His age-defying achievements are the stuff of legend, says Nic Compton, but how did the gentle, unassuming Kenichi Horie fulfil such huge sailing ambitions?
This sounds like one of those puzzles that do the rounds on social media: Kenichi Horie held the record for being both the youngest and the oldest person to sail across the Pacific single-handed and non-stop. How is that possible? And, no, the answer isn’t that he’s the only person to have done it. The correct answer is that he first sailed across the Pacific (solo and non-stop) in 1962 at the age of 23, becoming the first (and therefore the youngest) person to do so. He then did it again in 2022 at the age of 83, becoming the oldest person to do so. To hold both records is an extraordinary achievement – and probably a record in itself.
But that’s not all. In between those two landmark voyages, Kenichi Horie has sailed around the world three times (westabout, eastabout and vertically) and has crossed the Pacific a further seven times. Along the way, he has set a variety of other records, including the longest journey by pedalboat, the smallest boat to sail across the Pacific, and the fastest crossing of the Pacific by a solar-powered boat.
He has also become a household name in Japan and acquired a towering name among sailing folk the world over. His latest record earned him the prestigious Blue Medal Award from the Cruising Club of America – a special prize for a man who has spent much of his life sailing between Japan and the USA.
Born in Osaka, on the south coast of Japan, Kenichi Horie had no family history of sailing. The Horie family owned a car parts factory and young Kenichi’s first job was as a salesman for the family business. While he was at university, he joined the sailing club because ‘it sounded like fun’ and started reading about ocean adventurers such as Alain Bombard and Joshua Slocum. But it was the announcement of the first OSTAR that seemed to ignite his passion.
‘I was surprised and felt that the “conquering the world’s ocean by small boat” era had already begun,’ he says. ‘Both Sopranino [the 19-footer that Ellam and Mudie sailed across the Atlantic in 1953] and Trekka [the 20-footer that Guzzwell sailed around the world in the 1950s] are small sailing cruisers but they sailed across the Atlantic Ocean and around the world. Therefore, though crossing the Pacific is a bit longer than crossing the Atlantic, I felt it was very much a possibility.’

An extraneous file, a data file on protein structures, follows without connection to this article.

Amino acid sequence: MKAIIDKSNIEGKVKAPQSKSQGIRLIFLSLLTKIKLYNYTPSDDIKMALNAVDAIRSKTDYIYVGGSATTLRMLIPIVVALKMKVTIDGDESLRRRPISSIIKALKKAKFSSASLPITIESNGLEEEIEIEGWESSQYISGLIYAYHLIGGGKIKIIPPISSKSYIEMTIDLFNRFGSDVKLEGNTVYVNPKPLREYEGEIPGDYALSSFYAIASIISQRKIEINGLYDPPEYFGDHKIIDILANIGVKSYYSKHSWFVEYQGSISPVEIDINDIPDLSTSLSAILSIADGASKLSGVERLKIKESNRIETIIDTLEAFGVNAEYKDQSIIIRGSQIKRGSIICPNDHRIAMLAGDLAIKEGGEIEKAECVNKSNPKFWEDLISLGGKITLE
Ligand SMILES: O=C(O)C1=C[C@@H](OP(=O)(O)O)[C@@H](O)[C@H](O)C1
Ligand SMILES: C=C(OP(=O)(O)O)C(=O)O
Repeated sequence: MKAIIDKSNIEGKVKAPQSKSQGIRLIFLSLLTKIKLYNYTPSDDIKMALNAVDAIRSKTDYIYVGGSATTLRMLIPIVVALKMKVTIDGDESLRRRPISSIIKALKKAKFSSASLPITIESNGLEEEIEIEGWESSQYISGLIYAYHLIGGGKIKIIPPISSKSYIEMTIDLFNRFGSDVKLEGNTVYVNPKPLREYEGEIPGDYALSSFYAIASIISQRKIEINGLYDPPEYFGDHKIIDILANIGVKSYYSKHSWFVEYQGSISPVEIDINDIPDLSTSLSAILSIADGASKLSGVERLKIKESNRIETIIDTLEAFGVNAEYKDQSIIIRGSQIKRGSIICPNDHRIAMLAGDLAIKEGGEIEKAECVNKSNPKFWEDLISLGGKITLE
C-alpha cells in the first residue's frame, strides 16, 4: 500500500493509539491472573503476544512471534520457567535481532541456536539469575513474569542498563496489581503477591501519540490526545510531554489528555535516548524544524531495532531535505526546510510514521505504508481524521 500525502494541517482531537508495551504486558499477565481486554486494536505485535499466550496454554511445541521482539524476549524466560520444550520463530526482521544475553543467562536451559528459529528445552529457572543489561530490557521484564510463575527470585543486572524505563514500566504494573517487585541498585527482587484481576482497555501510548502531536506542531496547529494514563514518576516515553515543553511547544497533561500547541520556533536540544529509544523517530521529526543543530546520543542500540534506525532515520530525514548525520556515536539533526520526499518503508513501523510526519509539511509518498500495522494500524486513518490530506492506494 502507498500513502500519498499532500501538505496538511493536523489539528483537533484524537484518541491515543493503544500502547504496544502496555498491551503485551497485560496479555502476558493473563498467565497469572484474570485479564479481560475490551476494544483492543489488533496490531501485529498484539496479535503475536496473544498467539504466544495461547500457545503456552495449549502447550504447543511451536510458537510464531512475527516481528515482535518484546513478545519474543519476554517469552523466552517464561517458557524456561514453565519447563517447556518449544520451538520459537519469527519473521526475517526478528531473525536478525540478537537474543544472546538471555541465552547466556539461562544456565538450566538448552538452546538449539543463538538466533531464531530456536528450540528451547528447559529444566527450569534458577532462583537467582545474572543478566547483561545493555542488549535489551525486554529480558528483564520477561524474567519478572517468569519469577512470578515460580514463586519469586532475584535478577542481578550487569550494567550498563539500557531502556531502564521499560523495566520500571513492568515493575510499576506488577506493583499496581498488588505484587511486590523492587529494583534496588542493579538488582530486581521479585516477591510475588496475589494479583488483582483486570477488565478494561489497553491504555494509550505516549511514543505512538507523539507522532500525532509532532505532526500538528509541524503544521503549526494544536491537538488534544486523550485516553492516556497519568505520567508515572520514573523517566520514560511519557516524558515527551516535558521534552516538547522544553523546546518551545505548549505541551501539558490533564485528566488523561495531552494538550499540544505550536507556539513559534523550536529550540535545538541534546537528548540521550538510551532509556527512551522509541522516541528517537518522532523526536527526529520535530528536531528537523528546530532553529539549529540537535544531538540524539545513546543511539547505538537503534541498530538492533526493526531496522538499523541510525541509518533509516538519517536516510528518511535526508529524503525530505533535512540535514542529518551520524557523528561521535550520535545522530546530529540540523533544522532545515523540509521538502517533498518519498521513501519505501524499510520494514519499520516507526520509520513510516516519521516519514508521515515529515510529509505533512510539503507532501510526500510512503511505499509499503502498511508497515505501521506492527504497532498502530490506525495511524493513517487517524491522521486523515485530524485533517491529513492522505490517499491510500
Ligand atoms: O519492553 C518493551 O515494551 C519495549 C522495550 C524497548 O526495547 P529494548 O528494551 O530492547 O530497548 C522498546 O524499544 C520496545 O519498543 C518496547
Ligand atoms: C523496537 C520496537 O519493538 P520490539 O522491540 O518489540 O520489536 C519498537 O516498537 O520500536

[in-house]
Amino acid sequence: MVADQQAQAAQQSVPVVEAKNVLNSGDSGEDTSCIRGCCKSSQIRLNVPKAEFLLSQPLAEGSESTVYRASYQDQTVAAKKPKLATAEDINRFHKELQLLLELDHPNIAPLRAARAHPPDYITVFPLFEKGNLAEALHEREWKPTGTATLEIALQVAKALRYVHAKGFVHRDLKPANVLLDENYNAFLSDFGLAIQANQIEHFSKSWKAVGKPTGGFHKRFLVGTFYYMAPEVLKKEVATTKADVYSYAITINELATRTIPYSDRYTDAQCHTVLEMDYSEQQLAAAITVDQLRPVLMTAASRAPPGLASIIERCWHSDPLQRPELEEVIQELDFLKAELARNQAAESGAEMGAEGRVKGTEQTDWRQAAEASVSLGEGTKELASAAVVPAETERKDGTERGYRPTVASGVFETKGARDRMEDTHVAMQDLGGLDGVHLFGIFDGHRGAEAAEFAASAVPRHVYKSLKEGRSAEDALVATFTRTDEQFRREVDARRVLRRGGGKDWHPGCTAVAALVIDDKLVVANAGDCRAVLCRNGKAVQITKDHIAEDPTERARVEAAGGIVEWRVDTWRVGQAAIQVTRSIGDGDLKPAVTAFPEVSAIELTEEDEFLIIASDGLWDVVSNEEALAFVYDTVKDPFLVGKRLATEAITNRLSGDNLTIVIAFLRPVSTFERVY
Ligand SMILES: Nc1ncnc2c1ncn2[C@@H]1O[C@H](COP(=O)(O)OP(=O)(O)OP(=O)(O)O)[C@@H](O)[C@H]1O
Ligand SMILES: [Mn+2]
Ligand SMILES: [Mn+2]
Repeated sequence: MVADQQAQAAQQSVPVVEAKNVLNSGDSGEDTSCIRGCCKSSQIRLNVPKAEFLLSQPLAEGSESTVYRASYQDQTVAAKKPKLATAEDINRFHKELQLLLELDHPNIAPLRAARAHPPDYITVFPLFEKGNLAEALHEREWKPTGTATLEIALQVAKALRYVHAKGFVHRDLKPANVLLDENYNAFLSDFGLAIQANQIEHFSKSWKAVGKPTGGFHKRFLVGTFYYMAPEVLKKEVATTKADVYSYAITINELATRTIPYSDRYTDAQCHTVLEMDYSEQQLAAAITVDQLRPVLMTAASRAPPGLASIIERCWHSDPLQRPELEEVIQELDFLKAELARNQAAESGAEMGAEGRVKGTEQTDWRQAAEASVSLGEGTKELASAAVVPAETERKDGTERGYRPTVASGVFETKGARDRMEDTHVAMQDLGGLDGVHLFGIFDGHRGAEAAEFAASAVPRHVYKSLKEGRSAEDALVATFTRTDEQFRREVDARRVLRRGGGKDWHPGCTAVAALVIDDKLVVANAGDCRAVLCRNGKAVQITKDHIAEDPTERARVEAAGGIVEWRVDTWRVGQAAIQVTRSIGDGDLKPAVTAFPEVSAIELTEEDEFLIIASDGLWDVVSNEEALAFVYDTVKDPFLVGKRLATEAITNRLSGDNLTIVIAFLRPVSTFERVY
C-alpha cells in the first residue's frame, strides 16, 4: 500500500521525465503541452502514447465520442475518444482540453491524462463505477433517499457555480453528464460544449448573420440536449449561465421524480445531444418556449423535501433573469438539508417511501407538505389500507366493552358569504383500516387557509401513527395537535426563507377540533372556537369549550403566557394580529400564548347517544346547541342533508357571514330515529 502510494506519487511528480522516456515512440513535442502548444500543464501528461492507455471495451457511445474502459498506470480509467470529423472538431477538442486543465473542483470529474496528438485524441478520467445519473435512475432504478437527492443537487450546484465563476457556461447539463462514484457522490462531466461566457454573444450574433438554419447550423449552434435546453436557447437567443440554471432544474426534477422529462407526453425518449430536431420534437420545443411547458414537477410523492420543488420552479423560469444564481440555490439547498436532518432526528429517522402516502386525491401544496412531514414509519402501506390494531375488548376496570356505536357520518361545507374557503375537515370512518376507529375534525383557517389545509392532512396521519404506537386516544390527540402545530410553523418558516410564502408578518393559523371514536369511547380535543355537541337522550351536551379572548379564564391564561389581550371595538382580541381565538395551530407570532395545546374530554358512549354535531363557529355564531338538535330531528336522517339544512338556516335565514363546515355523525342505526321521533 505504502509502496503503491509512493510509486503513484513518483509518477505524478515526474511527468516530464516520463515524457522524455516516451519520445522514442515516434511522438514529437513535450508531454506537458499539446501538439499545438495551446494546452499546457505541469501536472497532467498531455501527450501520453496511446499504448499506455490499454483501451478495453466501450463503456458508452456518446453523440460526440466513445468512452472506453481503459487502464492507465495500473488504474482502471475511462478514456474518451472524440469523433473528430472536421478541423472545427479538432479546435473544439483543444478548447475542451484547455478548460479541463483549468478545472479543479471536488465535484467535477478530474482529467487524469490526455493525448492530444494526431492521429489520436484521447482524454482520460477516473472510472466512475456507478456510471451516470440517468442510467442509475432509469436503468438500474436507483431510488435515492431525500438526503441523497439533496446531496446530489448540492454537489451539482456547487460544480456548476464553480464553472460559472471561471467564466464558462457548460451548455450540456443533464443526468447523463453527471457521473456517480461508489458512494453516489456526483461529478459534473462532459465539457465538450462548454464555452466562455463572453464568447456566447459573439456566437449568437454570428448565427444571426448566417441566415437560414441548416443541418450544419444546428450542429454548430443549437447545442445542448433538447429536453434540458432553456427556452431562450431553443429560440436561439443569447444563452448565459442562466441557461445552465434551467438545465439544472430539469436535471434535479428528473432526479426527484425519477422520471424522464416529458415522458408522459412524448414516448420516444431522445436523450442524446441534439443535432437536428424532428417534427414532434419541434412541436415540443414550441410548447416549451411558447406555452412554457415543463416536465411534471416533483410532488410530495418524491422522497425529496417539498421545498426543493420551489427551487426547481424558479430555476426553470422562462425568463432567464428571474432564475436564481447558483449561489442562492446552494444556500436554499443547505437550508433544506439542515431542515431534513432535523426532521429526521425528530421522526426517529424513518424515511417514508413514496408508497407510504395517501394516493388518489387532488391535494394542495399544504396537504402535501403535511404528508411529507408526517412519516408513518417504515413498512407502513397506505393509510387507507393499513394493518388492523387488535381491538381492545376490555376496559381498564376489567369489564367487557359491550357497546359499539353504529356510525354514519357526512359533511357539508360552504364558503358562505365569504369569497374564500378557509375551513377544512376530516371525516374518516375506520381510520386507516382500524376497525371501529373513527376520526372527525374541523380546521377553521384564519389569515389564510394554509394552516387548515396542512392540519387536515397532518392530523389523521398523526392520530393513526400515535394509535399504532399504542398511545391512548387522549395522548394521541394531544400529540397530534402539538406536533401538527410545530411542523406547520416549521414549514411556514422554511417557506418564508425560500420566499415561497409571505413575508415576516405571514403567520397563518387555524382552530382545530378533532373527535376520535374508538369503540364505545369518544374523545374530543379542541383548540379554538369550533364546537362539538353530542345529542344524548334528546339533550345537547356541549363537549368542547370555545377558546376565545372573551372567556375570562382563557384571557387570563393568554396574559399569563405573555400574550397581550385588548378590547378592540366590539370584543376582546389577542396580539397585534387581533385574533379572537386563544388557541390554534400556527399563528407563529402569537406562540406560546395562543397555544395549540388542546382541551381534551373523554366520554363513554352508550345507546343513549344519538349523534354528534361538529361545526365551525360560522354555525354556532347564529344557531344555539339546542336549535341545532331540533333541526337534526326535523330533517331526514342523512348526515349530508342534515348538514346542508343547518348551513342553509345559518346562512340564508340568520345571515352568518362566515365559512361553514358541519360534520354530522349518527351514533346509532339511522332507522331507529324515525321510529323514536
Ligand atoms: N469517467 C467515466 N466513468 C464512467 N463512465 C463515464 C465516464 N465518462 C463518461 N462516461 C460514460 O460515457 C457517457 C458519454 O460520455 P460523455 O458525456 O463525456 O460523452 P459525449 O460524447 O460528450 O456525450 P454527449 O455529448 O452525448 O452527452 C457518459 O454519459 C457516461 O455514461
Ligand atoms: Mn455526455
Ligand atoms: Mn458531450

And so he bought the plans for a modest 19ft plywood sloop from designer Akira Yokoyama and had it built at a boatyard in Osaka. He named the boat Mermaid simply because that was the logo of the textiles company that had sponsored his sails. For the next 60 years he would include the name in all but one of the dozen or so boats he sailed in his various nautical adventures.
The strong, silent type
Meeting Kenichi Horie now, you might think he was too quiet and gentle for such a daring adventure, but even aged 23 he had a determined streak. When the Japanese refused to issue him with a passport or American currency for his first voyage because they considered it too dangerous, Horie went anyway.
He left Japan on 12 May 1962 and arrived in San Francisco 94 days later, sailing into the history books as the first person to sail singlehanded and non-stop across the Pacific. To the US immigration, he was just another illegal immigrant trying to enter the country with no passport or money, and he was duly arrested. It took the mayor to intervene and not only issue a 30-day visa, but make him an honorary citizen of San Francisco.
Such was his sensational reception in the US that when he eventually flew back to Japan, the authorities had to drop their threats of prosecution and Kenichi Horie was welcomed home as a national hero.
A best-selling book and a successful film of the voyage soon followed, cementing his place in the public consciousness. He’s managed to stay there ever since, through a series of daring and often improbable voyages and stunts, earning himself the title of Japan’s most famous ocean yachtsman.
It started in 1972, with his first attempt to sail around the world ‘eastabout’ on the 24ft Mermaid II. The trip ended in disaster when the boat was damaged and Horie had to be rescued by the Japanese coastguard. Undaunted, he was back two years later sailing the ‘wrong’ way around the world (westabout) on the 29ft Mermaid III, becoming the first Japanese sailor to complete a non-stop solo circumnavigation, with a new record of 275 days.